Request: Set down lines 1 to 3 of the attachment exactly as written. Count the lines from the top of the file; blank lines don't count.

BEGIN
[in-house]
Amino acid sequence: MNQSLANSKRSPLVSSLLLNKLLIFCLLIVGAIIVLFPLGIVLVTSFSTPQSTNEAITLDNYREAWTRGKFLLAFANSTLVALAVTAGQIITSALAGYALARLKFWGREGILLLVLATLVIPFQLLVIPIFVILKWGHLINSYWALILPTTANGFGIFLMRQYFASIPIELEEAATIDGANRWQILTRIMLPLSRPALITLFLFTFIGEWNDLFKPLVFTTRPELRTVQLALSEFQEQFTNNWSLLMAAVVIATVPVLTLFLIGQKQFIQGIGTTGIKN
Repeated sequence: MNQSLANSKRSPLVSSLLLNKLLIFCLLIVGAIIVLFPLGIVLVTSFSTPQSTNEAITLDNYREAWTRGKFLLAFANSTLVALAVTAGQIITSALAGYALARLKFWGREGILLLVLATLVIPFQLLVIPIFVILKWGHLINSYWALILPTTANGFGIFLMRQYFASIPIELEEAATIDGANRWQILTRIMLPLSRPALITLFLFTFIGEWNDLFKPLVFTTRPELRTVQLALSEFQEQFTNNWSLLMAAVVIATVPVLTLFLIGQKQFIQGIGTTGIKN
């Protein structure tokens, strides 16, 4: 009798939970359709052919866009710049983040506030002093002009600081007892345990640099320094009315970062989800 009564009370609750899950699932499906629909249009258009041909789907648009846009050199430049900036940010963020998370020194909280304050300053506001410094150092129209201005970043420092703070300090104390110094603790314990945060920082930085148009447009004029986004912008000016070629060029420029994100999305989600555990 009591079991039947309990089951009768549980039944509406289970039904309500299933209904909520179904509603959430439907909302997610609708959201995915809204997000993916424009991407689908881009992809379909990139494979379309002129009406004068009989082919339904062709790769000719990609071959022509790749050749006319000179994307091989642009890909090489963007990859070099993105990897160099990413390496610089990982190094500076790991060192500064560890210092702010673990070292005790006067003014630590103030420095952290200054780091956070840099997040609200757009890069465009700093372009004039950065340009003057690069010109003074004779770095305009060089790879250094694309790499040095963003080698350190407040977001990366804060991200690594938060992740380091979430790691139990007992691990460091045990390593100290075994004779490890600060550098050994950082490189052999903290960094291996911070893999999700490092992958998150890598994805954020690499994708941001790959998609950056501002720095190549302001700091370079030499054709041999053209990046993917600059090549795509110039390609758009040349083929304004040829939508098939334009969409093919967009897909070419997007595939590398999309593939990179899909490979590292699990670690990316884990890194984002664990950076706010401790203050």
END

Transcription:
[in-house]
Amino acid sequence: MNQSLANSKRSPLVSSLLLNKLLIFCLLIVGAIIVLFPLGIVLVTSFSTPQSTNEAITLDNYREAWTRGKFLLAFANSTLVALAVTAGQIITSALAGYALARLKFWGREGILLLVLATLVIPFQLLVIPIFVILKWGHLINSYWALILPTTANGFGIFLMRQYFASIPIELEEAATIDGANRWQILTRIMLPLSRPALITLFLFTFIGEWNDLFKPLVFTTRPELRTVQLALSEFQEQFTNNWSLLMAAVVIATVPVLTLFLIGQKQFIQGIGTTGIKN
Repeated sequence: MNQSLANSKRSPLVSSLLLNKLLIFCLLIVGAIIVLFPLGIVLVTSFSTPQSTNEAITLDNYREAWTRGKFLLAFANSTLVALAVTAGQIITSALAGYALARLKFWGREGILLLVLATLVIPFQLLVIPIFVILKWGHLINSYWALILPTTANGFGIFLMRQYFASIPIELEEAATIDGANRWQILTRIMLPLSRPALITLFLFTFIGEWNDLFKPLVFTTRPELRTVQLALSEFQEQFTNNWSLLMAAVVIATVPVLTLFLIGQKQFIQGIGTTGIKN